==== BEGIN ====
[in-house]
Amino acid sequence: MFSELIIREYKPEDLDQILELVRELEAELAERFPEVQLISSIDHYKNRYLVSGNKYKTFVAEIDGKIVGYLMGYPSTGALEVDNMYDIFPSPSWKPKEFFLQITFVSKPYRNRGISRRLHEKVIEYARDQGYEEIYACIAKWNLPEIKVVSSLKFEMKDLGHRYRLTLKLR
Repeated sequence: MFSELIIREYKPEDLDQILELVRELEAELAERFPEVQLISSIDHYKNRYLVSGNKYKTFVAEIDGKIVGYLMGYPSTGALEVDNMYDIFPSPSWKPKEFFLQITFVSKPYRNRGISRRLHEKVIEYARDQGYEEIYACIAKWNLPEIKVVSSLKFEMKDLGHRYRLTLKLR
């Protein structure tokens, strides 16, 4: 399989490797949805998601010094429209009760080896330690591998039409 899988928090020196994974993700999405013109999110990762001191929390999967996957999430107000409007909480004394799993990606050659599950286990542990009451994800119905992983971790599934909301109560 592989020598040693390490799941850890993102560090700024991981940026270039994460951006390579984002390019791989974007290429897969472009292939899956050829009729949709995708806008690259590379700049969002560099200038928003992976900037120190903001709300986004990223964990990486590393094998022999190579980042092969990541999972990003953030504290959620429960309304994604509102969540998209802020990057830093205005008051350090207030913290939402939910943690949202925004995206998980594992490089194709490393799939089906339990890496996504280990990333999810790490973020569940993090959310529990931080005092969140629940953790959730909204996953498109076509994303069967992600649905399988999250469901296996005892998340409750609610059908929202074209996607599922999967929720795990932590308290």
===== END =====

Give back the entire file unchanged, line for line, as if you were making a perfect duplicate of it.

[in-house]
Amino acid sequence: MFSELIIREYKPEDLDQILELVRELEAELAERFPEVQLISSIDHYKNRYLVSGNKYKTFVAEIDGKIVGYLMGYPSTGALEVDNMYDIFPSPSWKPKEFFLQITFVSKPYRNRGISRRLHEKVIEYARDQGYEEIYACIAKWNLPEIKVVSSLKFEMKDLGHRYRLTLKLR
Repeated sequence: MFSELIIREYKPEDLDQILELVRELEAELAERFPEVQLISSIDHYKNRYLVSGNKYKTFVAEIDGKIVGYLMGYPSTGALEVDNMYDIFPSPSWKPKEFFLQITFVSKPYRNRGISRRLHEKVIEYARDQGYEEIYACIAKWNLPEIKVVSSLKFEMKDLGHRYRLTLKLR
């Protein structure tokens, strides 16, 4: 399989490797949805998601010094429209009760080896330690591998039409 899988928090020196994974993700999405013109999110990762001191929390999967996957999430107000409007909480004394799993990606050659599950286990542990009451994800119905992983971790599934909301109560 592989020598040693390490799941850890993102560090700024991981940026270039994460951006390579984002390019791989974007290429897969472009292939899956050829009729949709995708806008690259590379700049969002560099200038928003992976900037120190903001709300986004990223964990990486590393094998022999190579980042092969990541999972990003953030504290959620429960309304994604509102969540998209802020990057830093205005008051350090207030913290939402939910943690949202925004995206998980594992490089194709490393799939089906339990890496996504280990990333999810790490973020569940993090959310529990931080005092969140629940953790959730909204996953498109076509994303069967992600649905399988999250469901296996005892998340409750609610059908929202074209996607599922999967929720795990932590308290």